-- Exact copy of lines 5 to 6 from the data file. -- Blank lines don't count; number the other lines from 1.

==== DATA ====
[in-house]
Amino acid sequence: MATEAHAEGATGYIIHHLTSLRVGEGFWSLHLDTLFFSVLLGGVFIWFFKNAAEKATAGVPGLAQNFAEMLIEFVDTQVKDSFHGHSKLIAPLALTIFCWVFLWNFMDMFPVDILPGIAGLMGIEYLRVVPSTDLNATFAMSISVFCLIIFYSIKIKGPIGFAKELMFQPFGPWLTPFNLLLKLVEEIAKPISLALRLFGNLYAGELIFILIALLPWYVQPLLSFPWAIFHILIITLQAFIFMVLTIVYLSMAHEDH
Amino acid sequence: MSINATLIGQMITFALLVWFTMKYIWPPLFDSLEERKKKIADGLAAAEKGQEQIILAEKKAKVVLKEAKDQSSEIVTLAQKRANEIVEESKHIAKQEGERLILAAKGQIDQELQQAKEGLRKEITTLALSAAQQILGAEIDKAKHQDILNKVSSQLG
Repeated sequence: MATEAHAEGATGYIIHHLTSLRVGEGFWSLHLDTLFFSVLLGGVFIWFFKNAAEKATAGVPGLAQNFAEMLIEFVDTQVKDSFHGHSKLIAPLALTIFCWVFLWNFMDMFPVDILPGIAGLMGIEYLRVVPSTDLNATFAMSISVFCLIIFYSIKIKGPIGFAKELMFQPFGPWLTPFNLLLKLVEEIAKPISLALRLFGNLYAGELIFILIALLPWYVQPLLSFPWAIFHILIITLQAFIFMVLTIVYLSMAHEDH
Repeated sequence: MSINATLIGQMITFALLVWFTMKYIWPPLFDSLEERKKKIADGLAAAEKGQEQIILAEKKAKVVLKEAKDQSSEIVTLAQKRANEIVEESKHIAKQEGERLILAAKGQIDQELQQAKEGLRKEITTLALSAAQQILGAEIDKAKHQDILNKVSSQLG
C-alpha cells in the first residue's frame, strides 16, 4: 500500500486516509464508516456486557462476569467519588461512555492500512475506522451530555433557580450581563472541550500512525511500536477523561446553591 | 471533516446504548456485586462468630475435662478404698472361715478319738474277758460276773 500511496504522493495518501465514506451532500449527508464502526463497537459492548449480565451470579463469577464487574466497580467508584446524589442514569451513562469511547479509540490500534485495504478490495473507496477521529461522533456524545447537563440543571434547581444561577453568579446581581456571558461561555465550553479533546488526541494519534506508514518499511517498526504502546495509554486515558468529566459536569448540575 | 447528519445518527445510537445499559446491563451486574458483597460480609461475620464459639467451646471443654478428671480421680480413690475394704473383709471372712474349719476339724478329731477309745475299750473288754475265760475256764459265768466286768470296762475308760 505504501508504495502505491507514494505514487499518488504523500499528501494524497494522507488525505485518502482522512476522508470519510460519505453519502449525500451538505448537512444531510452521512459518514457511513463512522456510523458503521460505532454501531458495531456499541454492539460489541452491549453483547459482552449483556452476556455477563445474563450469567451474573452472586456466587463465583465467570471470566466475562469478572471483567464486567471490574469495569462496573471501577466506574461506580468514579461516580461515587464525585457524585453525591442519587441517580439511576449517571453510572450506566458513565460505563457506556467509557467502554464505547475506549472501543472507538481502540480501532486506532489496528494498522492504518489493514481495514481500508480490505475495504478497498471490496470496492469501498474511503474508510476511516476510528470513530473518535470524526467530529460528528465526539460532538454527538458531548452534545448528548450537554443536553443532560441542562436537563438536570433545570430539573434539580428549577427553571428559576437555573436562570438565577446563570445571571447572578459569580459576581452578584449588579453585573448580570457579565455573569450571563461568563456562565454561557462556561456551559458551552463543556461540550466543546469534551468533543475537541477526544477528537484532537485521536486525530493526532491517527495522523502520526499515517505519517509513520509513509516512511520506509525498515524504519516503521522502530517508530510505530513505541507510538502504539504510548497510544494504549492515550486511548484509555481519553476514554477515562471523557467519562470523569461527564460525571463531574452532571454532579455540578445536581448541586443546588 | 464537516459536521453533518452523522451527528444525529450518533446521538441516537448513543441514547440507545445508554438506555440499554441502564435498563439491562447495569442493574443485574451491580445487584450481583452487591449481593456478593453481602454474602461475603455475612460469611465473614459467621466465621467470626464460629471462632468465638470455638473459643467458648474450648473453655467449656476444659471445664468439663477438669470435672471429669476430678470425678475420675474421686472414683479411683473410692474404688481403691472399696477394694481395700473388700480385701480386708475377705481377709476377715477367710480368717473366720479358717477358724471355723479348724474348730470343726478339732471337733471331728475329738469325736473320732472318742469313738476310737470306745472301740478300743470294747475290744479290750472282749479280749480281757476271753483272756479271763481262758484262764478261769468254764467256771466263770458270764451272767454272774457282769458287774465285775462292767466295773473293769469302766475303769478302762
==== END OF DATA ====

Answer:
Repeated sequence: MSINATLIGQMITFALLVWFTMKYIWPPLFDSLEERKKKIADGLAAAEKGQEQIILAEKKAKVVLKEAKDQSSEIVTLAQKRANEIVEESKHIAKQEGERLILAAKGQIDQELQQAKEGLRKEITTLALSAAQQILGAEIDKAKHQDILNKVSSQLG
C-alpha cells in the first residue's frame, strides 16, 4: 500500500486516509464508516456486557462476569467519588461512555492500512475506522451530555433557580450581563472541550500512525511500536477523561446553591 | 471533516446504548456485586462468630475435662478404698472361715478319738474277758460276773 500511496504522493495518501465514506451532500449527508464502526463497537459492548449480565451470579463469577464487574466497580467508584446524589442514569451513562469511547479509540490500534485495504478490495473507496477521529461522533456524545447537563440543571434547581444561577453568579446581581456571558461561555465550553479533546488526541494519534506508514518499511517498526504502546495509554486515558468529566459536569448540575 | 447528519445518527445510537445499559446491563451486574458483597460480609461475620464459639467451646471443654478428671480421680480413690475394704473383709471372712474349719476339724478329731477309745475299750473288754475265760475256764459265768466286768470296762475308760 505504501508504495502505491507514494505514487499518488504523500499528501494524497494522507488525505485518502482522512476522508470519510460519505453519502449525500451538505448537512444531510452521512459518514457511513463512522456510523458503521460505532454501531458495531456499541454492539460489541452491549453483547459482552449483556452476556455477563445474563450469567451474573452472586456466587463465583465467570471470566466475562469478572471483567464486567471490574469495569462496573471501577466506574461506580468514579461516580461515587464525585457524585453525591442519587441517580439511576449517571453510572450506566458513565460505563457506556467509557467502554464505547475506549472501543472507538481502540480501532486506532489496528494498522492504518489493514481495514481500508480490505475495504478497498471490496470496492469501498474511503474508510476511516476510528470513530473518535470524526467530529460528528465526539460532538454527538458531548452534545448528548450537554443536553443532560441542562436537563438536570433545570430539573434539580428549577427553571428559576437555573436562570438565577446563570445571571447572578459569580459576581452578584449588579453585573448580570457579565455573569450571563461568563456562565454561557462556561456551559458551552463543556461540550466543546469534551468533543475537541477526544477528537484532537485521536486525530493526532491517527495522523502520526499515517505519517509513520509513509516512511520506509525498515524504519516503521522502530517508530510505530513505541507510538502504539504510548497510544494504549492515550486511548484509555481519553476514554477515562471523557467519562470523569461527564460525571463531574452532571454532579455540578445536581448541586443546588 | 464537516459536521453533518452523522451527528444525529450518533446521538441516537448513543441514547440507545445508554438506555440499554441502564435498563439491562447495569442493574443485574451491580445487584450481583452487591449481593456478593453481602454474602461475603455475612460469611465473614459467621466465621467470626464460629471462632468465638470455638473459643467458648474450648473453655467449656476444659471445664468439663477438669470435672471429669476430678470425678475420675474421686472414683479411683473410692474404688481403691472399696477394694481395700473388700480385701480386708475377705481377709476377715477367710480368717473366720479358717477358724471355723479348724474348730470343726478339732471337733471331728475329738469325736473320732472318742469313738476310737470306745472301740478300743470294747475290744479290750472282749479280749480281757476271753483272756479271763481262758484262764478261769468254764467256771466263770458270764451272767454272774457282769458287774465285775462292767466295773473293769469302766475303769478302762